Meet Barack's Dinner Guests
The table has been set for the second Dinner with Barack.
Submit a Question for Barack:
Every supporter who made a donation of $5 or more between July 26th and July 31st took part in our second Dinner with Barack campaign.
On Labor Day, September 3rd, four lucky supporters from all over the country will join Barack for an evening of good food and good conversation.
Read about Barack’s guests and submit a question you'd like them to ask:
While a typical political dinner these days consists of officials being wined and dined by Washington lobbyists and bigwigs from special interest PACs, Barack will be sitting down with four regular people from across the country who will share their stories and discuss the issues that matter most to them.
Gabrielle Grossman of Exeter, New Hampshire
Gabrielle worked as a 7th grade teacher but recently became a stay-at-home mom. She’s been volunteering for more than a month with the campaign. The day she signed up to volunteer, she found out some tough news: her 2-year-old son was diagnosed with autism.
In her letter to Dinner with Barack, Gabrielle said, "There is not enough funding to get kids the services they need. So many kids are getting diagnosed, and there just aren't enough resources out there for kids. That's a huge issue for me personally."
The campaign has kept her motivated and energized throughout this tough time in her life. She adds, "At a time when you don't feel like you have a lot of hope, it's done the total opposite, the campaign has got us involved and given me more hope than ever.”
Brittany Washington of Los Angeles, California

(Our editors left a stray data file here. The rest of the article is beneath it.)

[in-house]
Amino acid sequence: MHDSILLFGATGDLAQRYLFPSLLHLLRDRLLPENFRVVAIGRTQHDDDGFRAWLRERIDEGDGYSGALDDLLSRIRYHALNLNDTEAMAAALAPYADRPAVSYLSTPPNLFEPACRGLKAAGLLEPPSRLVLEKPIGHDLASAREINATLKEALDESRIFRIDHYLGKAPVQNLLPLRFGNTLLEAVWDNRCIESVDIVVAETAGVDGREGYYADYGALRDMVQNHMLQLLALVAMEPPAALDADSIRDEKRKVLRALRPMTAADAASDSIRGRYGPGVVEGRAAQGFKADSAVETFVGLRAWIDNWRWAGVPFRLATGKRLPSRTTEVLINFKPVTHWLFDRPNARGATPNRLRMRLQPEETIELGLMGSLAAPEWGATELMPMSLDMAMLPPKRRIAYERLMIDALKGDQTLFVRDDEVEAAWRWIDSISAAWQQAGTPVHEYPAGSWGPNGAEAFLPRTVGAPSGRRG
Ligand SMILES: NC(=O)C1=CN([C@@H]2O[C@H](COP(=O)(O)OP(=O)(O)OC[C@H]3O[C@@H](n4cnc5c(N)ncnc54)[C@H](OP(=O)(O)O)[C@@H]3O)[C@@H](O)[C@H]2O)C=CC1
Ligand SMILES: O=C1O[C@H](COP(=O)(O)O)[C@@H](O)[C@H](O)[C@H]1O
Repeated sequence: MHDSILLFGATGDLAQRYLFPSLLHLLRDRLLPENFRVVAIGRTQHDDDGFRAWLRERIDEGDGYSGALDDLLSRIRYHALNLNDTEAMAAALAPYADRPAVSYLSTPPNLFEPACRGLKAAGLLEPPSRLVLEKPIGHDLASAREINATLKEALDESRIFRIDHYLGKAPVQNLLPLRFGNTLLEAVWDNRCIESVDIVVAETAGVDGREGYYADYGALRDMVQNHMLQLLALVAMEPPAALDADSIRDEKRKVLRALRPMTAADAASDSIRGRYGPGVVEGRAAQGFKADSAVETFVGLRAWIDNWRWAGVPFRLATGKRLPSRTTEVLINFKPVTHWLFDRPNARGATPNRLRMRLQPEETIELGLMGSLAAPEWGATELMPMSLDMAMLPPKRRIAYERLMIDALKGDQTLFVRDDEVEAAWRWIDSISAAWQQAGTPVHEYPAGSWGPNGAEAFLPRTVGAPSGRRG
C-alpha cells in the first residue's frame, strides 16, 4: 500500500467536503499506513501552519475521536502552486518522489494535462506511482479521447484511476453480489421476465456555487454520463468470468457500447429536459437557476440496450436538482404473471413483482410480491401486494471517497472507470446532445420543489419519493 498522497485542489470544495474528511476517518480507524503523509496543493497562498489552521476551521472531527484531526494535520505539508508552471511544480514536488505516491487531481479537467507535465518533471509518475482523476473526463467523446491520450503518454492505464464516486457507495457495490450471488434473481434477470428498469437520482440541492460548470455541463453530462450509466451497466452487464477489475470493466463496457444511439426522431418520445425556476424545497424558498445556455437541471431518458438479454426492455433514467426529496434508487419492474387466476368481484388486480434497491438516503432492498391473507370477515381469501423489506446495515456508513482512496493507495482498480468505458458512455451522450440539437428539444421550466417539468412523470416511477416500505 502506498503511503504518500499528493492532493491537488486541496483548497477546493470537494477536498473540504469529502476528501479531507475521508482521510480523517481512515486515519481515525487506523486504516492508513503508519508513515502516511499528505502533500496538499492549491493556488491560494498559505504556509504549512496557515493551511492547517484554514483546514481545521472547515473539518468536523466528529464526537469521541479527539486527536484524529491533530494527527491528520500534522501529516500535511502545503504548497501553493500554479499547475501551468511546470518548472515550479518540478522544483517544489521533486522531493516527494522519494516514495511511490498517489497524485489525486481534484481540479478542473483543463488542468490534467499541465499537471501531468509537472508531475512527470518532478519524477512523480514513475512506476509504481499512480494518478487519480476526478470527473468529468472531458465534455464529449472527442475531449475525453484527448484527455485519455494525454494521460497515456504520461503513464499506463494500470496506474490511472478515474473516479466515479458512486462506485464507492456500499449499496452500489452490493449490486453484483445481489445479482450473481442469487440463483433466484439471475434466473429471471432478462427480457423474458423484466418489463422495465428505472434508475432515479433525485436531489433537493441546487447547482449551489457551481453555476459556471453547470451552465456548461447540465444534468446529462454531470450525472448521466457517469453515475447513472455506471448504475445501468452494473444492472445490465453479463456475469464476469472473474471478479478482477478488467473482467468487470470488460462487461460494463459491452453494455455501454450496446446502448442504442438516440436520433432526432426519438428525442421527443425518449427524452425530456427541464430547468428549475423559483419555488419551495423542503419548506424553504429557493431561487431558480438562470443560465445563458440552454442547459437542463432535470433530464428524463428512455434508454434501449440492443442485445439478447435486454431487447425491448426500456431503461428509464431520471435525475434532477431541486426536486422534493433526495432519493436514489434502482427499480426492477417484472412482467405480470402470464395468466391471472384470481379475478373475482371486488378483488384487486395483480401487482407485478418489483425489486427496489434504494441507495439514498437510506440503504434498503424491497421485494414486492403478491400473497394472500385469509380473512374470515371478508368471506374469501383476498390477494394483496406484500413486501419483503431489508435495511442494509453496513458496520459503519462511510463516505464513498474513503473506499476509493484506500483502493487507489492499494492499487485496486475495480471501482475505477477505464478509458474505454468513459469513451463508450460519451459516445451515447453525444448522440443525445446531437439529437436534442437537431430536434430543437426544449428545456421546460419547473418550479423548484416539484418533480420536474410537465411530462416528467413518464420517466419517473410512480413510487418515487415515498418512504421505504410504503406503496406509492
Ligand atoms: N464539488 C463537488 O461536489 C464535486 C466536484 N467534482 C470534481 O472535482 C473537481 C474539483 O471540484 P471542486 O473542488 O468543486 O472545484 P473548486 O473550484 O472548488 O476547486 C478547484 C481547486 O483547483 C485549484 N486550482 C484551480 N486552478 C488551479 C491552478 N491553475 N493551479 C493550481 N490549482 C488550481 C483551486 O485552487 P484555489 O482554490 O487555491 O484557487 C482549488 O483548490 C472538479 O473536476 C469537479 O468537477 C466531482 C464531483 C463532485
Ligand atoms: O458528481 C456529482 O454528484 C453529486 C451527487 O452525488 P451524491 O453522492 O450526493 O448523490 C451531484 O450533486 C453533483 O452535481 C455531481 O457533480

Brittany is a Howard University student who wants to join Teach for America, get her doctorate in education and public policy, and possibly open her own charter school. She currently volunteers in Washington, D.C.'s public school system and says, "The windows are broken out, and there are never enough chairs or lights. It's just ridiculous. And we expect these kids to compete with other kids who have chairs and windows."
Brittany's mother, who used California's welfare medical coverage, recently passed away at the age of 38. Despite Brittany's repeated pleas for a cancer specialist, she was told doctors wouldn't look at her mother because she didn't have the right kind of insurance.
She says she admires Barack's style of politics because "it's honest and realistic.” As a political science major, she wants to ask him how he's able to work in politics and stay true to his beliefs.
Michael Wilson of Cocoa Beach, Florida
Mike is an Air Force veteran of Operation Iraqi Freedom who disagreed with why we went to Iraq. He plans to talk to Barack about some of the people he met in Iraq -- for example, an Iraqi physician who invited him into his home and wanted to talk about anything except war and politics, and a young Iraqi who dreamed about coming to America.
Although Mike is a registered Republican, he believes Barack reflects "what America is and what America needs." And that, he explains, is the place where "people look for freedom and hope. It's not imperialistic; it offers a light." He hopes that Barack will position the country to be that light again.
Dorothy Unruh of Lakewood, Colorado
Dorothy is a senior citizen who is fed up with the current state of our government. As she said in her letter, “I'm sad that our great nation has lost its stature in the eyes of the rest of the world. I have been a registered Republican for years, but recently officially changed parties so I can attend the Democratic caucus and help elect Senator Obama. He is like a breath of fresh air to my husband and me.”
Dorothy has never taken part in a political campaign before, but she and millions of other voters who want change are going to be the key to Democratic victories up and down the ballot next year.